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X-linked recessive ichthyosis

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X-linked recessive ichthyosis
Carole Hazan MD, Seth J Orlow MD PhD, and Julie V Schaffer MD
Dermatology Online Journal 11 (4): 12

Department of Dermatology, New York University School of Medicine


A 13-year-old boy presented with a lifelong history of tightly-adherent, brown, polygonal scales that covered the extensor surfaces of the extremities, lateral aspects of the trunk, and neck. The clinical presentation and the history of a similar skin condition in the patient's male maternal relatives helped establish the diagnosis of X-linked recessive ichthyosis (XLI). Systemic manifestations of the steroid sulfatase (STS) deficiency underlying XLI include cryptorchidism, asymptomatic corneal opacities, and maternal failure to progress during labor. Most cases of XLI are caused by deletions of the STS gene, and contiguous gene syndromes may occur when the deletions extend to neighboring genes on the distal short arm of the X chromosome.

A 13-year-old boy presented to the Dermatologic Associates at New York University Medical Center in February 2005 with a history of scaly skin present since birth. The patient was born at term via Cesarean section done because of maternal failure to progress in labor; the baby had no collodion membrane. After generalized exfoliation of large, lightly-pigmented scales during the neonatal period, brown scales appeared over much of the cutaneous surface. The scale has tended to be less severe during the summertime. There was no history of cryptorchidism, and ophthalmologic examination showed no corneal opacities or other abnormalities. Medical history included repair of a congenital umbilical hernia and panic disorder; his growth and development have been normal. Several male maternal relatives had a similar skin condition.

Regular use of emollient preparations containing glycolic acid, lactic acid, or salicylic acid, and, most recently, a ceramide-dominant, physiologic lipid-based emollient (TriCeram® cream) have helped to reduce the scale.

Tightly-adherent, brown, polygonal scales covered the extensor surfaces of the extremities, trunk (particularly the lateral aspects), neck, scalp, and preauricular areas. There was relative sparing of the flexural surfaces of the extremities and complete sparing of the central face, palms, and soles. The hair and nails were normal, and both testes were descended.


X-linked recessive ichthyosis (XLI), an inherited disorder of keratinization due to steroid sulfatase (STS) deficiency, affects approximately 1 in 6000 boys and men [1]. Patients present during the first few weeks of life with generalized desquamation of large, loosely-adherent, translucent scales. This phase is followed by the appearance of tightly-adherent, dark brown, polygonal scales that are distributed symmetrically on the preauricular areas of the cheeks, neck, lateral areas of the trunk, and extremities, with relative sparing of flexural surfaces [2]. Extracutaneous manifestations of XLI include corneal opacities that do not affect vision (found in 25-50 % of adult patients), cryptorchidism (10-20 % of patients), and an increased risk of testicular cancer, which is independent of testicular maldescent [3, 4]. In women pregnant with an affected fetus, placental steroid sulfatase deficiency leads to low levels of unconjugated estriol in maternal serum, which is typically detected during routine second trimester prenatal screening; there may be also a failure to progress during labor [5].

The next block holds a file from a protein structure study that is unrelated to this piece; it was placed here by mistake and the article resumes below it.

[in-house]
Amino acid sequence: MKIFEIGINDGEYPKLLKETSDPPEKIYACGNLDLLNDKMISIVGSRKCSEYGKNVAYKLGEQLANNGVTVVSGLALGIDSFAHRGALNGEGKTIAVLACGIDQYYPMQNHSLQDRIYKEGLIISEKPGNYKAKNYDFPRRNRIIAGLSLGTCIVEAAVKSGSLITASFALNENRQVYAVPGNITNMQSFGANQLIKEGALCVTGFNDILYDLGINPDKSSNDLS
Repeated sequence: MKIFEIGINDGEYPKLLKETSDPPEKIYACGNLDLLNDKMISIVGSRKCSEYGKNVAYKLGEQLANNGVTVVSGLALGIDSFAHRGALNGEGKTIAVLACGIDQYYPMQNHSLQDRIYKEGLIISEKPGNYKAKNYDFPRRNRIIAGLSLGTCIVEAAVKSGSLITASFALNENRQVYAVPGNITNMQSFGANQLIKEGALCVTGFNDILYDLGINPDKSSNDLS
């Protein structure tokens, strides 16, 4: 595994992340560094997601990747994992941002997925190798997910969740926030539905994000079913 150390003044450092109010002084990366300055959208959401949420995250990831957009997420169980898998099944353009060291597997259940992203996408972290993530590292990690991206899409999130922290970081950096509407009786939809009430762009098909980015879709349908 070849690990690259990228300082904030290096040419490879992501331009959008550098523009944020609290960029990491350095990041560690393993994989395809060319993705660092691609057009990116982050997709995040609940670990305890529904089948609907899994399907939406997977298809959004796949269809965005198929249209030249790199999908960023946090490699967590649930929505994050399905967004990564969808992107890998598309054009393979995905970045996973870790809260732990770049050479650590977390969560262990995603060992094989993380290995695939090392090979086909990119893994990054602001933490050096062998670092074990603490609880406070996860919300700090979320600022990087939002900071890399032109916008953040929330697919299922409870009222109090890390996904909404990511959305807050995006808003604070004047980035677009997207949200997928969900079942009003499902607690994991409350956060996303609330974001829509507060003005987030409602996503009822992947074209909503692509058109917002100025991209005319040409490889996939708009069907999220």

In 1979, the gene encoding STS was mapped to the distal portion of the short arm of the X chromosome (Xp22.3) [6]. This region escapes lyonization (random inactivation of one of the two X chromosomes), which explains the absence of skin lesions in female carriers of XLI. In addition, this portion of the X chromosome is particularly susceptible to deletions. More than 90 percent of patients with XLI have complete deletion of the STS gene and flanking sequences, which represents one of the highest incidences of chromosomal deletions among all genetic disorders [2, 7]. Deletions that extend to neighboring genes can result in contiguous gene syndromes of XLI in association with Kallmann syndrome (hypogonadotropic hypogonadism and anosmia), ocular albinism type 1, X-linked recessive chondrodysplasia punctata, short stature, and mental retardation [8].

The STS enzyme is responsible for hydrolysis of cholesterol sulfate (CS; a serine protease inhibitor) to cholesterol in the epidermis. In patients with XLI, accumulation of CS in the epidermis leads to barrier instability and inhibits the desmosomal degradation, which is required for normal desquamation, thereby leading to corneocyte retention [9, 10]. Detection of increased serum levels of CS can confirm the diagnosis of XLI. Although not so sensitive as directly measuring CS levels, serum lipoprotein electrophoresis may also be helpful in establishing the diagnosis because high levels of cholesterol sulfate increase the mobility of the β-fraction of low-density lipoproteins [2].


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7. Cuevas-Covarrubias SA, et al. X-linked ichthyosis in Mexico: high frequency of deletions in the steroid sulfatase-encoding gene. Am J Med Genet 1997;72:415

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9. Zettersten E, et al. Recessive X-linked ichthyosis: role of cholesterol-sulfate accumulation in the barrier abnormality. J Invest Dermatol 1998;111:784

10. Elias PM, et al. Basis for abnormal desquamation and permeability barrier dysfunction in RXLI. J Invest Dermatol 2004;122;314

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